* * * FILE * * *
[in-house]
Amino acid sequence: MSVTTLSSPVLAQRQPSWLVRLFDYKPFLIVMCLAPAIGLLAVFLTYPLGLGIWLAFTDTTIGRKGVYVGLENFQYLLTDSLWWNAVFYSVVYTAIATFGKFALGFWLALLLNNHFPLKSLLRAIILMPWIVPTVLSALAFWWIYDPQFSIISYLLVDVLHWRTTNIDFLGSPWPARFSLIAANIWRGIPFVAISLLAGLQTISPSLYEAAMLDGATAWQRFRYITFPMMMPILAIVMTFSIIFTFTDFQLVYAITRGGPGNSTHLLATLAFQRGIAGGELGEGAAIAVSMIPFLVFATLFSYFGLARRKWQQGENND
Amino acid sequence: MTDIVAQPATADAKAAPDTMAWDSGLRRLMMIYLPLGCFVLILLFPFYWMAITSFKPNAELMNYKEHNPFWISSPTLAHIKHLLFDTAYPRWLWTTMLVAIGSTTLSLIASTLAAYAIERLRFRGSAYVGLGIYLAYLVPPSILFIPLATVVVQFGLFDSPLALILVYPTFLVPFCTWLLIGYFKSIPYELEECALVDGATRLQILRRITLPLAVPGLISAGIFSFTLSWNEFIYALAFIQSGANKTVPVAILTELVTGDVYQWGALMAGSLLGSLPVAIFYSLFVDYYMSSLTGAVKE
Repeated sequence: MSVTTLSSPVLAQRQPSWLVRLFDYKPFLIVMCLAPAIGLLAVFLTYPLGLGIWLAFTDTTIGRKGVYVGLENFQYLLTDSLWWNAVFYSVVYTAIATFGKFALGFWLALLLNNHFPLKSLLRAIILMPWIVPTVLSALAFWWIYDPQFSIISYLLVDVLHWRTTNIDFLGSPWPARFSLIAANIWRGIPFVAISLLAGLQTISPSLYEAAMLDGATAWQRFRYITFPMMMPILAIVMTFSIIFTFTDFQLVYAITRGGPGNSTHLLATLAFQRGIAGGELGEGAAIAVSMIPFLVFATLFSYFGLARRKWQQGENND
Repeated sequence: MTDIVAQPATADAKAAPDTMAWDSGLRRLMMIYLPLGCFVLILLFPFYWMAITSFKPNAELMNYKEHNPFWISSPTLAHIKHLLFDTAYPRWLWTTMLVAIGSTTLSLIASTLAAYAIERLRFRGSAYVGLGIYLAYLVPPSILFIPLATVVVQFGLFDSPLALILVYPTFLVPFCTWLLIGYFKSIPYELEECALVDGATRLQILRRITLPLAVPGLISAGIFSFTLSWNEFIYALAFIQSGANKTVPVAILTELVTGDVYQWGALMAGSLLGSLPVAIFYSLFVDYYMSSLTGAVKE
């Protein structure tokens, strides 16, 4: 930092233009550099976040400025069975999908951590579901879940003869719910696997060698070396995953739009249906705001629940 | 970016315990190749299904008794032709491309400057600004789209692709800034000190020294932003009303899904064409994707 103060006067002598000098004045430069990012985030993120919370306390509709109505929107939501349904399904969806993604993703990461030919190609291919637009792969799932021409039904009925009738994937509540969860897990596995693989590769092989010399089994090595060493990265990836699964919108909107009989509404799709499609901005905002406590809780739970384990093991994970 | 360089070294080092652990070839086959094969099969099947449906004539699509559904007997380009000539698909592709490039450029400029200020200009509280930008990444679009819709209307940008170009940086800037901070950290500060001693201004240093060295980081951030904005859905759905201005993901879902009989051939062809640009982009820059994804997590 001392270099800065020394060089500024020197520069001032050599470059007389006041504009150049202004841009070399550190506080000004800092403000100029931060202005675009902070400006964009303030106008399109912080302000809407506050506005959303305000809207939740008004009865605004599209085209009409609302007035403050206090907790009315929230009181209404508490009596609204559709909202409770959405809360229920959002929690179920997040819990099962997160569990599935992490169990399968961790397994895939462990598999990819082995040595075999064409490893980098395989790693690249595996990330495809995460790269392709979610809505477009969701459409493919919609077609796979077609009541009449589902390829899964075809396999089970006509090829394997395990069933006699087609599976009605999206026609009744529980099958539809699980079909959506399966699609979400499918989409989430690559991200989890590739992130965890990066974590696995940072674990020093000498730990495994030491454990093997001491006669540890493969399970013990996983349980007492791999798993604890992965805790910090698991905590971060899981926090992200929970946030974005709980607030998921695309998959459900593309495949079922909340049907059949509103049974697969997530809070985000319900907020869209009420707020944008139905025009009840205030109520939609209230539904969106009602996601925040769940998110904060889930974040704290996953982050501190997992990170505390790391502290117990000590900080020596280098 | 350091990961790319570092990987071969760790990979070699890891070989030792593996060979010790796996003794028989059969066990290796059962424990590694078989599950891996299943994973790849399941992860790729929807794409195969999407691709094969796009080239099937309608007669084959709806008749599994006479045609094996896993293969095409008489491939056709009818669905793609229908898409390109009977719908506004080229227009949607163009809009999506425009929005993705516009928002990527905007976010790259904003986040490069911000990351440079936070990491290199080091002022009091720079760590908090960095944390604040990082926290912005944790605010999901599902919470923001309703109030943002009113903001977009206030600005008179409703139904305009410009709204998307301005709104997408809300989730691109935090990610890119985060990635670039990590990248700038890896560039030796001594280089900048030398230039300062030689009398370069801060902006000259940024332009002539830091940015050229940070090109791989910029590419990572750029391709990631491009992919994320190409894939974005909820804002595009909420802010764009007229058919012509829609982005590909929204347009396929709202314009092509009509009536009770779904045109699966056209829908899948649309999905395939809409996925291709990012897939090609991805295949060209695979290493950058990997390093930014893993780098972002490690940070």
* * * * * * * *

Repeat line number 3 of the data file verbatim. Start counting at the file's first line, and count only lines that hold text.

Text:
Amino acid sequence: MTDIVAQPATADAKAAPDTMAWDSGLRRLMMIYLPLGCFVLILLFPFYWMAITSFKPNAELMNYKEHNPFWISSPTLAHIKHLLFDTAYPRWLWTTMLVAIGSTTLSLIASTLAAYAIERLRFRGSAYVGLGIYLAYLVPPSILFIPLATVVVQFGLFDSPLALILVYPTFLVPFCTWLLIGYFKSIPYELEECALVDGATRLQILRRITLPLAVPGLISAGIFSFTLSWNEFIYALAFIQSGANKTVPVAILTELVTGDVYQWGALMAGSLLGSLPVAIFYSLFVDYYMSSLTGAVKE